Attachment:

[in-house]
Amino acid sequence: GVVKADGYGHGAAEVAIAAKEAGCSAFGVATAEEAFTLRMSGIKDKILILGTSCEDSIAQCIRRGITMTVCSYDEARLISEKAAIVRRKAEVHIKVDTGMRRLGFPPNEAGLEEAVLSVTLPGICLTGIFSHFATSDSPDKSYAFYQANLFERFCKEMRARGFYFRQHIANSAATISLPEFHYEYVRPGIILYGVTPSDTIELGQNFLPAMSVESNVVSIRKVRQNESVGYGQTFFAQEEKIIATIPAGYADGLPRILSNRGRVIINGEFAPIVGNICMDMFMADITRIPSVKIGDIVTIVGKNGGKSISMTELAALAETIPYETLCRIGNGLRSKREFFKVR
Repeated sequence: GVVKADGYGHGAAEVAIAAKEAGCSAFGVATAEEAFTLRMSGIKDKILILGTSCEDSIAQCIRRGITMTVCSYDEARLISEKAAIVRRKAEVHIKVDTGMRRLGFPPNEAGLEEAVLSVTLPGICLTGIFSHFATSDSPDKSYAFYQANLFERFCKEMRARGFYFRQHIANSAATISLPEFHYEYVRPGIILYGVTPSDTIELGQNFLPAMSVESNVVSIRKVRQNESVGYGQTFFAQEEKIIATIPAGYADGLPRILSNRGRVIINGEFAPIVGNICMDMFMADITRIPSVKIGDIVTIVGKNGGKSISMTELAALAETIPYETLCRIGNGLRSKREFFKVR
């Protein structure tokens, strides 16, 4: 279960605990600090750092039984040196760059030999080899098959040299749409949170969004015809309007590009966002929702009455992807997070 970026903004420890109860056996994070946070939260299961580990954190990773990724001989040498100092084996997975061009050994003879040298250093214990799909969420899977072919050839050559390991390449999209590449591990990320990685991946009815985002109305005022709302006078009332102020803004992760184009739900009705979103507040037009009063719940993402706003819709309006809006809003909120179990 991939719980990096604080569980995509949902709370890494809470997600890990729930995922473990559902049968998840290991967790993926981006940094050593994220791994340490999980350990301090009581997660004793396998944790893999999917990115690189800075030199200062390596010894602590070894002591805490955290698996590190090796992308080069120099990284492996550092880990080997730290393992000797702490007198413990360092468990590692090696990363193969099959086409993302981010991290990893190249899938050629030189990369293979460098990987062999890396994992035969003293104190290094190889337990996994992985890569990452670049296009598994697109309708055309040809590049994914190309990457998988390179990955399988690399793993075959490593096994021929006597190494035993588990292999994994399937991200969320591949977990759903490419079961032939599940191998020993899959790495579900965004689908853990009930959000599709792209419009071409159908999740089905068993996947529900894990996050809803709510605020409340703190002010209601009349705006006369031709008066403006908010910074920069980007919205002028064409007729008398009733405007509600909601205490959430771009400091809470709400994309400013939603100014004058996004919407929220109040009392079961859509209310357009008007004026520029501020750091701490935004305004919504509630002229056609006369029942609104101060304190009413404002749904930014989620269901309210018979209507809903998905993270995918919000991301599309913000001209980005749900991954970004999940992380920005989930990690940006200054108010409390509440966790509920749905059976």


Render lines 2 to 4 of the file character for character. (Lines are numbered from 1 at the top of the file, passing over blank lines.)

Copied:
Amino acid sequence: GVVKADGYGHGAAEVAIAAKEAGCSAFGVATAEEAFTLRMSGIKDKILILGTSCEDSIAQCIRRGITMTVCSYDEARLISEKAAIVRRKAEVHIKVDTGMRRLGFPPNEAGLEEAVLSVTLPGICLTGIFSHFATSDSPDKSYAFYQANLFERFCKEMRARGFYFRQHIANSAATISLPEFHYEYVRPGIILYGVTPSDTIELGQNFLPAMSVESNVVSIRKVRQNESVGYGQTFFAQEEKIIATIPAGYADGLPRILSNRGRVIINGEFAPIVGNICMDMFMADITRIPSVKIGDIVTIVGKNGGKSISMTELAALAETIPYETLCRIGNGLRSKREFFKVR
Repeated sequence: GVVKADGYGHGAAEVAIAAKEAGCSAFGVATAEEAFTLRMSGIKDKILILGTSCEDSIAQCIRRGITMTVCSYDEARLISEKAAIVRRKAEVHIKVDTGMRRLGFPPNEAGLEEAVLSVTLPGICLTGIFSHFATSDSPDKSYAFYQANLFERFCKEMRARGFYFRQHIANSAATISLPEFHYEYVRPGIILYGVTPSDTIELGQNFLPAMSVESNVVSIRKVRQNESVGYGQTFFAQEEKIIATIPAGYADGLPRILSNRGRVIINGEFAPIVGNICMDMFMADITRIPSVKIGDIVTIVGKNGGKSISMTELAALAETIPYETLCRIGNGLRSKREFFKVR
């Protein structure tokens, strides 16, 4: 279960605990600090750092039984040196760059030999080899098959040299749409949170969004015809309007590009966002929702009455992807997070 970026903004420890109860056996994070946070939260299961580990954190990773990724001989040498100092084996997975061009050994003879040298250093214990799909969420899977072919050839050559390991390449999209590449591990990320990685991946009815985002109305005022709302006078009332102020803004992760184009739900009705979103507040037009009063719940993402706003819709309006809006809003909120179990 991939719980990096604080569980995509949902709370890494809470997600890990729930995922473990559902049968998840290991967790993926981006940094050593994220791994340490999980350990301090009581997660004793396998944790893999999917990115690189800075030199200062390596010894602590070894002591805490955290698996590190090796992308080069120099990284492996550092880990080997730290393992000797702490007198413990360092468990590692090696990363193969099959086409993302981010991290990893190249899938050629030189990369293979460098990987062999890396994992035969003293104190290094190889337990996994992985890569990452670049296009598994697109309708055309040809590049994914190309990457998988390179990955399988690399793993075959490593096994021929006597190494035993588990292999994994399937991200969320591949977990759903490419079961032939599940191998020993899959790495579900965004689908853990009930959000599709792209419009071409159908999740089905068993996947529900894990996050809803709510605020409340703190002010209601009349705006006369031709008066403006908010910074920069980007919205002028064409007729008398009733405007509600909601205490959430771009400091809470709400994309400013939603100014004058996004919407929220109040009392079961859509209310357009008007004026520029501020750091701490935004305004919504509630002229056609006369029942609104101060304190009413404002749904930014989620269901309210018979209507809903998905993270995918919000991301599309913000001209980005749900991954970004999940992380920005989930990690940006200054108010409390509440966790509920749905059976």